Now, I’ll let you into a dirty secret; I often can’t be arsed with the kind of leg maintenance called for by the warmer months. (not that I think that there is anything wrong with leg hair per se, but personally I am more comfortable exposing my lower limbs if I have depilated in some way, and have maybe gone up a shade from my natural skimmed milk.) I therefore seem to spend much of the Summer in wide legged linen trousers (or a wide legged linen pant, if you will), so I think this will be a really useful pattern for me.

Rather than do any kind of muslin business I just pinned them on to myself after sewing the inner leg seams but before sewing the outer seams, and made adjustments from there. I needed to take an additional inch from each side (and remember to do the same with the waistband). At this point I also took a bit off the overall width of the legs.


I was going to use my serger on the seams, but it is not working and I can’t work out what is wrong with it, so I just used a zigzag stitch to finish the seams.

I made pocket bags and waistband facing from scraps leftover from my parrot Elizalex. Apart from taking some of the width out of the legs my only change to the pattern was to add a couple of extra belt loops and make a self- fabric belt.


This claims to be a very easy pattern, and it really is. I couldn’t quite work out the instructions for the zipper, but I just did what felt right and it worked out fine. The trousers close at the top with trouser hook and bar fasteners – the buttons are merely cosmetic – so there are not even any buttonholes to fret over. The pockets are in seam, which further simplifies things, so it only took a few hours total to make these.

Next time I would take a bit more width out of the leg, and would also take another half inch out of the waistband, but I will definitely get some wear out of these as they are.

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Sew Grateful projects day

Today is the Sew Grateful projects day, so I thought it would be the ideal opportunity to show a top I made with a beautiful Liberty tana lawn I won in a giveaway.


Way back in October Louise at A Make Parade hosted a giveaway for 1m of tana lawn from Sewbox. I was delighted to win and although I knew from the start what I wanted to make I only actually managed to get around to making it a few days ago. liberty sencha 3

I started with the Colette Sencha pattern and simplified this already easy project in order to squeeze it out of a single metre (I think the pattern calls for nearly 2 yards). I omitted the facings, finishing instead with bias binding. I also did not use the lovely button back, instead cutting the back in a single piece. By cutting on the cross grain I just managed to fit in the two pattern pieces whilst maintaining a reasonable length – luckily the print is not directional, so you cannot tell that I have it sideways, but this did not leave any wiggle room to even attempt to match the pattern at the seams.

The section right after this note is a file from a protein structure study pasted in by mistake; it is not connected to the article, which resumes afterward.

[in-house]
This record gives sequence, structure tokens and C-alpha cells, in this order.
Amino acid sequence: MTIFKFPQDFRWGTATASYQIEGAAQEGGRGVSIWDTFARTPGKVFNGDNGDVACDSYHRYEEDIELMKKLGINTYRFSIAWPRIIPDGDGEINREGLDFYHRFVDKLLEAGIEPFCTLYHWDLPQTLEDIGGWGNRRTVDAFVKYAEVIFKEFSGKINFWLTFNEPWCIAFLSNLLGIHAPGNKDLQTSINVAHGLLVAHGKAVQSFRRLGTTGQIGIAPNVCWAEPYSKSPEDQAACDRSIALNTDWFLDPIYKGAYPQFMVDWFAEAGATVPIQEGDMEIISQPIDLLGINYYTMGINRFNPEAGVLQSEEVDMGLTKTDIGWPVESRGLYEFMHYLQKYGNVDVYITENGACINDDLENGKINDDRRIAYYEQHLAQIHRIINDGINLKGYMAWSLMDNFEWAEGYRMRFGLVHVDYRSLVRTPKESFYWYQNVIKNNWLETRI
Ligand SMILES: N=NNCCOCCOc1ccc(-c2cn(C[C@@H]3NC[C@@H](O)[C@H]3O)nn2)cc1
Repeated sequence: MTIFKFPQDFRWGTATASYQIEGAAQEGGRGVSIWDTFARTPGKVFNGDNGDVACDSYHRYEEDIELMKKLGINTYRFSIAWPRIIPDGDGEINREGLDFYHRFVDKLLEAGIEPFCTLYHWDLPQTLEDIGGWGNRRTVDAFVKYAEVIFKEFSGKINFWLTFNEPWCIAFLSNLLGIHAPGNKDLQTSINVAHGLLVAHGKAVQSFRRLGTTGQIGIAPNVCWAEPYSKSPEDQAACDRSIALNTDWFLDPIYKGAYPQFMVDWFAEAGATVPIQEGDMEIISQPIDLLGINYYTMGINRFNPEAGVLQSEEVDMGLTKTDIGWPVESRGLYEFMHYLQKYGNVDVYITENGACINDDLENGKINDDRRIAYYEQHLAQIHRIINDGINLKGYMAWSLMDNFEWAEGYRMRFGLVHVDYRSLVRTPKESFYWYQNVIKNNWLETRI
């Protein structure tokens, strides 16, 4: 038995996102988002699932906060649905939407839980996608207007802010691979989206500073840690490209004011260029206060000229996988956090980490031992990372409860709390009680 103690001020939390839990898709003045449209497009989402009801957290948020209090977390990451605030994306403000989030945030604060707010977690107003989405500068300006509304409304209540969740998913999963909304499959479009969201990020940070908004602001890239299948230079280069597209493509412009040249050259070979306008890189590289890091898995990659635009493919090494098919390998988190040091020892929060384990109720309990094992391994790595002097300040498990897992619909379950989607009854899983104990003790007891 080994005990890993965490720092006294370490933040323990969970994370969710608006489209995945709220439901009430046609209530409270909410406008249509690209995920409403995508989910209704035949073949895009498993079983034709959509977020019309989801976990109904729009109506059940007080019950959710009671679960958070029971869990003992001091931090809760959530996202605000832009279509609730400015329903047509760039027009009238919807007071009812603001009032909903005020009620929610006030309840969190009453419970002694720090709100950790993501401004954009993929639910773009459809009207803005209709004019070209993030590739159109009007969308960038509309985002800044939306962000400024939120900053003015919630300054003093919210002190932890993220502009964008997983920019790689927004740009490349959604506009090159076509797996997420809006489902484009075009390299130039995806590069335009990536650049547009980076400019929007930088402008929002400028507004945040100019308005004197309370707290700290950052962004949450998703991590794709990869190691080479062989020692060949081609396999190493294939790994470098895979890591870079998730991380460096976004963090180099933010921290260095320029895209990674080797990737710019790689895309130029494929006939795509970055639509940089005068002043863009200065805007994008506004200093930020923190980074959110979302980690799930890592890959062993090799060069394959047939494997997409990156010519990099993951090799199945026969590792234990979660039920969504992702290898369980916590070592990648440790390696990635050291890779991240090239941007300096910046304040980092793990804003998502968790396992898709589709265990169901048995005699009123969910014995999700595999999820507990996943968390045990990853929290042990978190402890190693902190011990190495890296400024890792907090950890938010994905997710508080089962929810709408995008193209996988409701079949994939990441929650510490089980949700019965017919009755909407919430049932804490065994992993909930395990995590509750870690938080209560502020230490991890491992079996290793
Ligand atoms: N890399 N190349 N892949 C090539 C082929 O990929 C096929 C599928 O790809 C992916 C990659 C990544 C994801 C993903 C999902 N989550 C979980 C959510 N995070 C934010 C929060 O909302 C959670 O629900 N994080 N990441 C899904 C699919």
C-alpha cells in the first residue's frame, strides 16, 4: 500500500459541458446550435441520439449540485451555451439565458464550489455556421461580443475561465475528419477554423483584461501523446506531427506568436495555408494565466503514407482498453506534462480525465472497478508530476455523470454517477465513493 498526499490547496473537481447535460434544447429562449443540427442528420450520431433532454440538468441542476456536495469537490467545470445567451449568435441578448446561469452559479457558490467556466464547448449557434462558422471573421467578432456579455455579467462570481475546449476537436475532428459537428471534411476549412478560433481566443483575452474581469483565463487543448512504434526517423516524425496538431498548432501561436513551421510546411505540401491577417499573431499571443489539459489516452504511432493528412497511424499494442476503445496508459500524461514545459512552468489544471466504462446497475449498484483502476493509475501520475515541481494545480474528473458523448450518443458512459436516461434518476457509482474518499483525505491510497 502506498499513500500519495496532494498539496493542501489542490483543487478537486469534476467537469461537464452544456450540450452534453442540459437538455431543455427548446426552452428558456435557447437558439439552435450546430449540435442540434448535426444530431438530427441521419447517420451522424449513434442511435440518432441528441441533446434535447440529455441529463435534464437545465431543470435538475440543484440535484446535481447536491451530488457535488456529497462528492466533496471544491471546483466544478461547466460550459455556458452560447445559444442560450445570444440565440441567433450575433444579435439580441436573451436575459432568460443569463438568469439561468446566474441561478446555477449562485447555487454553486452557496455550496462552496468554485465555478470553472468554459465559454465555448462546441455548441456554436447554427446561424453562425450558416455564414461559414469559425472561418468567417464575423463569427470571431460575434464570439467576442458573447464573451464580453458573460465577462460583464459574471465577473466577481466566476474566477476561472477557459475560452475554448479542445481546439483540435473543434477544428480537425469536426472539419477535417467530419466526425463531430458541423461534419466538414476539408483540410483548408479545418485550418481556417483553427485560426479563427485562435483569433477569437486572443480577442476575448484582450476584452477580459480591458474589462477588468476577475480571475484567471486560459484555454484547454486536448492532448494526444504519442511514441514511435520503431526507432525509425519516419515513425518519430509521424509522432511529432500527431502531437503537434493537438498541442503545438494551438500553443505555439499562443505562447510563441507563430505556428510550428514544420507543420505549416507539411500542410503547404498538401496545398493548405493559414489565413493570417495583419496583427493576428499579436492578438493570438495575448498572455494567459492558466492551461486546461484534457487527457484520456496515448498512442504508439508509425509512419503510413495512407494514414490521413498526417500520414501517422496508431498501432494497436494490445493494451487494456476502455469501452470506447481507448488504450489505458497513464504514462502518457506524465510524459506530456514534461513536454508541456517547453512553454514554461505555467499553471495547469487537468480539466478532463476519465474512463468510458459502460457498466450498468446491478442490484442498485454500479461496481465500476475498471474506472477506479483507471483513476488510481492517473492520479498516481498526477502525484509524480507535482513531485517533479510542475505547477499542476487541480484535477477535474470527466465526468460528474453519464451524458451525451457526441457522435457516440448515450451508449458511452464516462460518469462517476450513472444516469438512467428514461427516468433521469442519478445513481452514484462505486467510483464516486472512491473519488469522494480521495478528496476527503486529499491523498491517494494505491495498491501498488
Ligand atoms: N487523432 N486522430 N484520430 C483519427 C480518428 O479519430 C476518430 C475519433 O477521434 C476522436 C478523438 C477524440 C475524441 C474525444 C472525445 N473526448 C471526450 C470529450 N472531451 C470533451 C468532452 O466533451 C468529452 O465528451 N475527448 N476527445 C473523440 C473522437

liberty sencha 6

Without facings I needed to lower the neck a bit (and also to make sure I could get my head through the hole), for which I used the mathematical formula of just-cut-a-bit-more-off-until-it-looks-about-right. Next time I would probably make the neck a little lower still – or possibly make it a v-neck.

liberty sencha 5

When it came to construction I had 2 fabric pieces, so I could pretty much ignore the instructions. I used the By Hand London Anna technique of hemming the armholes before sewing the side seam, as I have found this a much easier method, especially when using french seams. I could have hand stitched my bias binding in place, but instead I used 2 rows of stitching to secure it – one row of machine stitching is lazy, but 2 is a design feature, right?

liberty sencha 1

Anyway – a lovely simple top to showcase a beautiful fabric. I am very grateful to Louise and Susan at Sewbox for giving me the chance to work with this dream fabric!

And if you fancy sewing with Liberty lawn yourself, pop over to Handmade Jane as the ever generous Susan is offering one of Jane’s readers the chance to win a metre of Liberty fabric today!